Ever wonder if those who achieve literary greatness get a hall pass when it comes to the mundane matters of daily life? Where packing is concerned, at least, the StyleBlueprint editorial department reports that this bewildering chore appears to be as much of a conundrum for award-winning novelists as it is for the rest of us.
Read on as today’s guest blogger, renowned author Ann Patchett, shares a snippet of what life is like for a novelist anticipating the start of a summer book tour to promote her newest and soon-to-be-released work, State of Wonder.
These days, whenever my eyes go glassy and I stare out the window seeing nothing and my husband asks me gently, “What are you thinking about?” the answer is always the same: I am thinking about packing.
Packing is pretty much all I think about these days. This is because I cannot bear to think about the book tour. I have a new book coming out in June and I will be touring in the U.K. in late May, in the U.S. from June 6th through early July, and then I’ll do the whole thing over again in Australia. For the most part I have no say in where I go or what I do in all these places. My schedule is pretty much a city a night, so every day contains a mirco-managed schedule (not managed by me) of interviews, readings, and flights. The only part that’s in my control is what goes in the suitcase, and so I focus on that. A lot.
I have two suitcases that are real contenders: a gray Briggs and Riley roller bag (dimensions: 10x23x14; weight 9.4 pounds) and a blue Samsonite (8x19x15; 7.8 pounds). People love to tell you how they traveled through Europe for two months with nothing but a carry-on, and while I am a light packer, I also have to look professional, or at least like a novelist, pretty much every day. At one point this summer I’ll go three weeks without coming home. That means relying on hotel laundry, which I despise. I can be remarkably cheap when it comes to spending other people’s money. I never open the mini-bar and I don’t order room service. Paying five dollars to have a single pair of underpants washed goes against everything I believe in, but that’s what’s going to happen.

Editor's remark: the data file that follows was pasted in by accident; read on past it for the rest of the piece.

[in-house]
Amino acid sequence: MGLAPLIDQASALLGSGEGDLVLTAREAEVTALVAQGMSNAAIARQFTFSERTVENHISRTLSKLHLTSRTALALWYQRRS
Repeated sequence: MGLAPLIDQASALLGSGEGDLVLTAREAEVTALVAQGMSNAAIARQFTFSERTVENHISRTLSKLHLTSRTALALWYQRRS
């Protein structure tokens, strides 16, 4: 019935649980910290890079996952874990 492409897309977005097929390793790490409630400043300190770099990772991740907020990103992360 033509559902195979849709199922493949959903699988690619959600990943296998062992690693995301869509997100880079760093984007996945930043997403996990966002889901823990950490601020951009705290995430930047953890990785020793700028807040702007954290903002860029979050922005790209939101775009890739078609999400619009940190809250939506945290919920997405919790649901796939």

I think of the suitcase like the federal budget: it’s all about trade-offs and compromise. The larger suitcase goes into the overhead but it requires shoving and I do not like to shove. I do not like to rely on the kindness of strangers to help me dislodge it once it’s up there because strangers don’t always come through. I took the bigger suitcase on my last tour and checked it through. Now the check-through is $25 a pop, so financially it seems logical to take the smaller bag and do more laundry. I am hoping to find four perfect shirtwaist dresses with short sleeves, all-cotton (Forget dry cleaning. There is never time), not too short, because I will be standing on stages while other people are sitting down, or too low, because I will be sitting at a signing table while everyone else is standing up. This is hard-won knowledge achieved over years of trial and error. Also, all dresses must be worn with the same pair of shoes. Shoes, as any packer knows, are what it’s all about. I want to take a pair of running shoes even though I don’t know if I’ll ever be awake in a hotel long enough to go to the gym. Running shoes represent sanity and a normal life, and so I will give them a third of my total packing space, with gym clothes bringing the exercise allotment to half the suitcase space. This means other things must be cut. Things like Advil and perfume and a curling iron. I will rely entirely on tiny bottles of hotel shampoo and lotion, which means the quality of my grooming will undergo a huge variable based on where I’m staying. Is it foolish to think that trimming pills and lipsticks will make up the difference? You’d be surprised how things add up.
What I must remember above all else is that I won’t be seeing the same people twice and so I can continue to wear the same clothes day after day, clothes I have not found, clothes I fantasize about. My publisher wanted to bring the book out in September because September is considered a more prestigious month, but I said that was impossible. Chicago and Minneapolis and Seattle and certainly San Francisco can require sweaters in September. I don’t have room for sweaters.